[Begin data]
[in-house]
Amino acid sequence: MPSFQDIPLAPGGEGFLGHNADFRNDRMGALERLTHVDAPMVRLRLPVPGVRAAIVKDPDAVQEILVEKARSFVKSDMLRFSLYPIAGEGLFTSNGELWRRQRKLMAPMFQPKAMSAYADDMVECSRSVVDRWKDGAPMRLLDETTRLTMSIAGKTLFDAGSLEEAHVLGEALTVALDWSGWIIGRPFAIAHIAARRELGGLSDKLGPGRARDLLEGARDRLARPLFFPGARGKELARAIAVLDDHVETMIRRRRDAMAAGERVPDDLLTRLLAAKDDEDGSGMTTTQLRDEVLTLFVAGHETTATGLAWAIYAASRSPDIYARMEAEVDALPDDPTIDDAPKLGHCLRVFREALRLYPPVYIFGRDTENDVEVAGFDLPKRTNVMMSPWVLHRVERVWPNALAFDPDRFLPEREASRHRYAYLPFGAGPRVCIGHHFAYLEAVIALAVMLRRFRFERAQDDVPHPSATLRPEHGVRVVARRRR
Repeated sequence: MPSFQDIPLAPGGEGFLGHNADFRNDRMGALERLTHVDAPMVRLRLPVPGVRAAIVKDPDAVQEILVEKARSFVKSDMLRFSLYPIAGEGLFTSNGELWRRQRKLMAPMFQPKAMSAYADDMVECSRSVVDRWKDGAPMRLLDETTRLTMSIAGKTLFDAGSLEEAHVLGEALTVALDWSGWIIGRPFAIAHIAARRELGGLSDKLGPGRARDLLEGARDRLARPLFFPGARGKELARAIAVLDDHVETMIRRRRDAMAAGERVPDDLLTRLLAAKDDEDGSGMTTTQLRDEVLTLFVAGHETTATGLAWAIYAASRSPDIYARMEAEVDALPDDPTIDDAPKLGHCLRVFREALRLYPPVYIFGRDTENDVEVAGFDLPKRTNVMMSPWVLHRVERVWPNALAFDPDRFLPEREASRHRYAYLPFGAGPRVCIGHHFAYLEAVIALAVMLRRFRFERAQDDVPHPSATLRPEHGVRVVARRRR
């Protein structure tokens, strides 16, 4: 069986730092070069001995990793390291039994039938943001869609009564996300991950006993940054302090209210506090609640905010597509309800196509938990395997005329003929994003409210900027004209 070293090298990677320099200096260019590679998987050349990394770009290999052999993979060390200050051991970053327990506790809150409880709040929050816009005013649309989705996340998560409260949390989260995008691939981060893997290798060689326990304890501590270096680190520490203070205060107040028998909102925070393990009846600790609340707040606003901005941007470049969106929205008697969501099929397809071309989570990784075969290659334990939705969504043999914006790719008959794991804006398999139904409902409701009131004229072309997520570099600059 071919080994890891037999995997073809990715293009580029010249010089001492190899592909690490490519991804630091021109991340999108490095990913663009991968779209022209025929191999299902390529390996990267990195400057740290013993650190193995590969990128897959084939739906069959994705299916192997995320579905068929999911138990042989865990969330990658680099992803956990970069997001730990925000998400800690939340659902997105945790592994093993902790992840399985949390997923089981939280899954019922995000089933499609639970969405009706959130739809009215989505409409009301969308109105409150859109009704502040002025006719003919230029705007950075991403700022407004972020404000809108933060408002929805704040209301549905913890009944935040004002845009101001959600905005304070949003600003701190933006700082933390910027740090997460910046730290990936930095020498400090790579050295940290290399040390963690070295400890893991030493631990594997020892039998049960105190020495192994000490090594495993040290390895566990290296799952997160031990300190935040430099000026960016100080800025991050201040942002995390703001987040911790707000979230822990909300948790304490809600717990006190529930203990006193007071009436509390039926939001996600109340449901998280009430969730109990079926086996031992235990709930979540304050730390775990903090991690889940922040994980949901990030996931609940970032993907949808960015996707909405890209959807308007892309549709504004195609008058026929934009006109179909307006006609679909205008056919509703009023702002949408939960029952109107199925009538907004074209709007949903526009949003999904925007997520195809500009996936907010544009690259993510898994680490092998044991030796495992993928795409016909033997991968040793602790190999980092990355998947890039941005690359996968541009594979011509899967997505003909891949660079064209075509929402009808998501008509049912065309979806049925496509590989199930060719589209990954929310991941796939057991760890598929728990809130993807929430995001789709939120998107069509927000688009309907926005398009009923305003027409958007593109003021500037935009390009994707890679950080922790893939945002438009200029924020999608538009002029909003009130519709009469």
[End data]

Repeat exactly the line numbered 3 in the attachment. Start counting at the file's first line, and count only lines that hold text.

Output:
Repeated sequence: MPSFQDIPLAPGGEGFLGHNADFRNDRMGALERLTHVDAPMVRLRLPVPGVRAAIVKDPDAVQEILVEKARSFVKSDMLRFSLYPIAGEGLFTSNGELWRRQRKLMAPMFQPKAMSAYADDMVECSRSVVDRWKDGAPMRLLDETTRLTMSIAGKTLFDAGSLEEAHVLGEALTVALDWSGWIIGRPFAIAHIAARRELGGLSDKLGPGRARDLLEGARDRLARPLFFPGARGKELARAIAVLDDHVETMIRRRRDAMAAGERVPDDLLTRLLAAKDDEDGSGMTTTQLRDEVLTLFVAGHETTATGLAWAIYAASRSPDIYARMEAEVDALPDDPTIDDAPKLGHCLRVFREALRLYPPVYIFGRDTENDVEVAGFDLPKRTNVMMSPWVLHRVERVWPNALAFDPDRFLPEREASRHRYAYLPFGAGPRVCIGHHFAYLEAVIALAVMLRRFRFERAQDDVPHPSATLRPEHGVRVVARRRR